Huffman has chosen to end each chapter with a section titled "Living psychology". These sections are used to bring in interesting and relevant material (for example, movie portrayals of therapy, culture evolution and emotion, or why pseudo personality tests are so popular) and to guide the student in applying psychological insights to common everyday experience.
If I were looking for a good American text to cover an introductory course, this would be top of the list of candidates.
But why look for a US-based text when, for the first time, we seem to have all the answers here at home? Psychology in Britain, as a general rule, is taught rather differently than in America. Critical thinking, for example, is expected to be applied to inadequate research by experts as well as the misconceptions of the general public; social psychology is better developed in the UK than it is in America; and methodology is seen as an issue that threads throughout the discipline, rather than a separate topic. UK students need an introductory text that enables them to see what the "experts" have been doing and to evaluate it for themselves.
Richard Gross, in Psychology: The Science of Mind and Behaviour , covers UK-oriented psychology in a reasonably evaluative and critical manner. His "Ask yourself" questions stimulate more than revision of the preceding chapter - they also direct the students to evaluate theory and methodology for themselves. The text includes far more of the established UK and rest-of-the-world based research than the US books, much of which has been around for many years and is well established. It does suffer from being a little dated and less well informed about recent research and insights than a modern academic with a similar brief would be; but it is nonetheless a sound introductory text that is far more appropriate for the UK market.
There is good use of colour and shaded text, and a good set of illustrations; and each of the major sections ends with a chapter devoted to one of the recent growth areas in applied psychology: sport, criminological psychology, health psychology and so on. It is certainly adequate for the UK market, and preferable, in many ways, to the "glossier" US tomes.
Psychology , by Miles Hewstone et al, though, is more than adequate. For once, we have a British text that can take on the Americans on their own terms and give us everything we need. The text is attractively presented, coloured but not garish, well informed, and with a balance of overview and detail that will enable students to see the wood for the trees while at the same time being able to look closely at an individual leaf from time to time. It combines well-established "orthodox" knowledge with newer insights and development, and being an edited text, it is informed by a large panel of active academics and researchers. Producing a book from a panel of academics is somewhat like herding cats, but the editors have done an excellent job and deserve credit for it.
Although they have, roughly, followed the Psych 101 sequence, the content in each chapter is far more up-to-date than that in Kalat's or Myers's books. The chapters are detailed and relevant, the accounts of theory are reasonably inclusive, and the authors include typically British topics such as thinking and reasoning and intergroup relations, as well as the standard content. Each chapter is concluded by a section titled "Final thoughts", which draws out the overall implications of what has gone before. There is still room for improvement, of course - the learning chapter, for instance, is very light on social learning and scripts, while the motivation chapter deals only with physiological and not social motives, but no book is entirely perfect. As you might expect with Hewstone as first editor, the social psychology chapter is much more current, as are the health, organisational and forensic psychology chapters that conclude the book. The authors also include brief descriptions of the lives and work of psychologists who have made a contribution to the discipline, plus "Research close-ups": detailed accounts of key studies presented in a clear manner that allows students to see what was done and to form their own evaluations.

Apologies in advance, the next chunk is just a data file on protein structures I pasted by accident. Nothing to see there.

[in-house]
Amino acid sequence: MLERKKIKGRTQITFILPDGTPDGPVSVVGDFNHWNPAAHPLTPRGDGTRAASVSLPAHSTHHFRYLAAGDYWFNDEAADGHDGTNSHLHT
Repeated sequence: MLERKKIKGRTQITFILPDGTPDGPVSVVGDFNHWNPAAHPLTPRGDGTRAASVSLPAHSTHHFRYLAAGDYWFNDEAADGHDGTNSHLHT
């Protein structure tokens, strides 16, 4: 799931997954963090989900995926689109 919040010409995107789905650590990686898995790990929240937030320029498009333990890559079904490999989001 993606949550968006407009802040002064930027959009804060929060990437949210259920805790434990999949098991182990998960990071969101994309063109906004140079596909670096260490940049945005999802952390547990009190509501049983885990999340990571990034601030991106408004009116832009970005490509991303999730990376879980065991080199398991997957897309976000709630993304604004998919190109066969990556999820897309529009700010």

I once asked a lecturer at one of the larger redbrick universities why they still used US textbooks given these books' shortcomings; I was told that the decisive factor was the huge amount of supporting material.
Exam-setting and the co-ordination of large numbers of supportive seminars is a daunting issue for a young lecturer, and being provided with structured lecture materials, discussion topics, revision questions and - most of all - a ready-made end-of-year assessment makes it easier to cope with huge numbers while retaining consistency.
Hewstone et al have addressed this problem, and I for one have been impressed with the result. Their website contains everything a new lecturer would want, including essay and exam questions, and provides a valuable resource for both teachers and students. Taken as a whole, for the first time we have a British textbook that can really address our needs. I would, and shall, recommend this text to anyone teaching a first-year introductory psychology course in the UK.
Nicky Hayes is a chartered psychologist and the author of several psychology textbooks. She is now retired.
Psychology: A Concise Introduction. First edition
Author - Richard A. Griggs
Publisher - Worth
Pages - 331
Price - £15.99
ISBN - 0 7167 5848 2